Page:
David’s Gallery celebrates 50 years in Gulf Shores

David’s Gallery celebrates 50 years in Gulf Shores

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By Fran Thompson
Carolyn Hall was not selling tie-dye tees and water pipes on premise when David’s Gallery opened in 1969, but she has been the driving force behind the business for 41 of the 50 years it has welcomed patrons, first as Sunburst in the Bayou Village Shopping Center, to Gulf Shores.
Now located a few hundred yards closer to the beach on Hwy. 59, David’s Gallery is named after Carolyn’s former husband and business founder, David Atwood, who left town and the business almost 30 years ago.
Carolyn tried to track David down to return for April’s 50th anniversary celebration to no avail. “We couldn’t make it happen,’’ she said. “I believe he is somewhere in Colorado. It would have been nice to have him there. maybe bring him in on a float. We still sell t-shirts that say ‘Dave’s Not Here ‘Mon,’ like the old Cheech and Chong skit.’’’
Carolyn opened what was the first yoga center in Alabama upstairs at David’s Gallery in the early 1980’s. But she was not able to advertise it as such.
“The city would not allow me to put the word yoga on a sign,’’ she said. “They wanted me to call it stretch-n-relax or limbercize. I felt like that would have been prostituting myself. It is based on 3,000 year old principles, but people perceived it as undermining Christian values. It was the same with classes I taught at the Mobile YMCA. I would start every class by saying this is Y-O-G-A. Now churches even offer yoga.’’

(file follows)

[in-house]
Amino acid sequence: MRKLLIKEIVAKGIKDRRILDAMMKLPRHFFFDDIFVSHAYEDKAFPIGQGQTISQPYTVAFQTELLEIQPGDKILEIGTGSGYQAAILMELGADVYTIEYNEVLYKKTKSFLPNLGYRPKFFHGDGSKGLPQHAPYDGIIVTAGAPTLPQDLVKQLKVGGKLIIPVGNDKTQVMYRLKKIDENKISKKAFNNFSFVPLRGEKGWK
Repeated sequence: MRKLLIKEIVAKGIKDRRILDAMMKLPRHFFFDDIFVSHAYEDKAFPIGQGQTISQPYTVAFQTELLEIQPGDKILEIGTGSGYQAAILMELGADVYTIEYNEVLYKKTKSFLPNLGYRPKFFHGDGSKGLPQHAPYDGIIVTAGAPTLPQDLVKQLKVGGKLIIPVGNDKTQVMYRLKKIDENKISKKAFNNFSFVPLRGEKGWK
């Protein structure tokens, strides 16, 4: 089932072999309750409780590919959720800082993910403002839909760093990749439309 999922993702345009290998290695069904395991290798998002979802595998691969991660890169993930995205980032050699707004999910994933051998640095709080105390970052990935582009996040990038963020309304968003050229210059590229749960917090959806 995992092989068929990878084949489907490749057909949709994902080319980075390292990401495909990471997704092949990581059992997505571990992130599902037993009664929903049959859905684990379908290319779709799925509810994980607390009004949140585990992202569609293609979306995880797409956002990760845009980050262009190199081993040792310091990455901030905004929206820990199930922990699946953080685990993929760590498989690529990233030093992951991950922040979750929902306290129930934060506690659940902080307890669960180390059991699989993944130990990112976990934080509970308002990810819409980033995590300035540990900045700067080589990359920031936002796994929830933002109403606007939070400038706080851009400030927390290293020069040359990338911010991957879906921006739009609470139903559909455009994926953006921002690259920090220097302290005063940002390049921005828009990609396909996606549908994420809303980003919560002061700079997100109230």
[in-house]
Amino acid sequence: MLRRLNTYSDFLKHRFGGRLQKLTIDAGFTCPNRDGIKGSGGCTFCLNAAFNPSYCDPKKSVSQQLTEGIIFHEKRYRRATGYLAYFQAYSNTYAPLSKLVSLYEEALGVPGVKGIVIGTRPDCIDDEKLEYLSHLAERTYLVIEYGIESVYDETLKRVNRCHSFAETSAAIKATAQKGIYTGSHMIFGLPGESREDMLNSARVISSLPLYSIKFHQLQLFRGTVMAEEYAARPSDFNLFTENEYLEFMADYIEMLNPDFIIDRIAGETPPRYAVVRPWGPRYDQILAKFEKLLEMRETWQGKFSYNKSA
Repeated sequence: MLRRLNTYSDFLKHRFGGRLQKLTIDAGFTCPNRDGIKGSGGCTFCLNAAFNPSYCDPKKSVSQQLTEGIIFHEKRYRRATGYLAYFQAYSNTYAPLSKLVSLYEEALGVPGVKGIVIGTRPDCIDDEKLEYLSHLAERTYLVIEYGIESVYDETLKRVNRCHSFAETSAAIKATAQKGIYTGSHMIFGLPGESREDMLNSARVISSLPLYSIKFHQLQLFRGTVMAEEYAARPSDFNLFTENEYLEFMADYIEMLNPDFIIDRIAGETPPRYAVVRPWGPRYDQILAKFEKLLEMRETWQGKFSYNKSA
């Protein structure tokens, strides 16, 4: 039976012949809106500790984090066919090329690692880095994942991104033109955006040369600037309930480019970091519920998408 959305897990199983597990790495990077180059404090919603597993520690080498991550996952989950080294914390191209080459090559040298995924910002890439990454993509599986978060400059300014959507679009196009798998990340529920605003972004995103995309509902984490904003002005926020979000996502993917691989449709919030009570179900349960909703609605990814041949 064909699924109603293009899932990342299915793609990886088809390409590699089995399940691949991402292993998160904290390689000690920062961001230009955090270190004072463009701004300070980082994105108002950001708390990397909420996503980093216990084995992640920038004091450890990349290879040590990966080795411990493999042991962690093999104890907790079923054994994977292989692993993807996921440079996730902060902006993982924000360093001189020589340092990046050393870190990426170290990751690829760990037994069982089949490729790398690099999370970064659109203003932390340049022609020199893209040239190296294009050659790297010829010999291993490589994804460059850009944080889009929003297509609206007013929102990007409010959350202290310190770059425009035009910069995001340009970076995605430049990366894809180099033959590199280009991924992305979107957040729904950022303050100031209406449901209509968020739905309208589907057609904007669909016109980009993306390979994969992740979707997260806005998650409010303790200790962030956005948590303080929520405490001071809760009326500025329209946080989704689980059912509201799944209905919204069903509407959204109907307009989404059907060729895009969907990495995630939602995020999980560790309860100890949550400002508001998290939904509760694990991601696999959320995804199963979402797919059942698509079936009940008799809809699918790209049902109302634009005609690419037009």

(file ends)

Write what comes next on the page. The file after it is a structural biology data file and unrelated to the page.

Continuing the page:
It was six or seven years before Carolyn was finally able to put the word yoga on a sign. “I just went on word-of-mouth,’’she said.
Smoking accessories are still a big seller at David’s Gallery. And clothing, poster and incense sales add to the bottom line. But more than anything, tourists come in for tattoos and/or piercings during the summer season.
Topping sales over a 12 month period is CBD oil.
“Not many snowbirds get tattoos. But they love CBD oil. It is really popular with them. Even in the summer we are making cookies and brownies with CBD oil every day,’’ Carolyn said. “I don’t know if it is going to run its course. But it is really trendy right now. People know that all CBD oil is not the same. We are the only business around that sells it right now. But I expect that in another year it will be in Wal-Mart and Rite-Aid.’’
Carolyn said she has no plans to retire or sell her longtime business, noting that the Pleasure Island community has evolved since she was prohibited from advertising yoga classes.
“People in general are a lot more accepting now,’’ she said.

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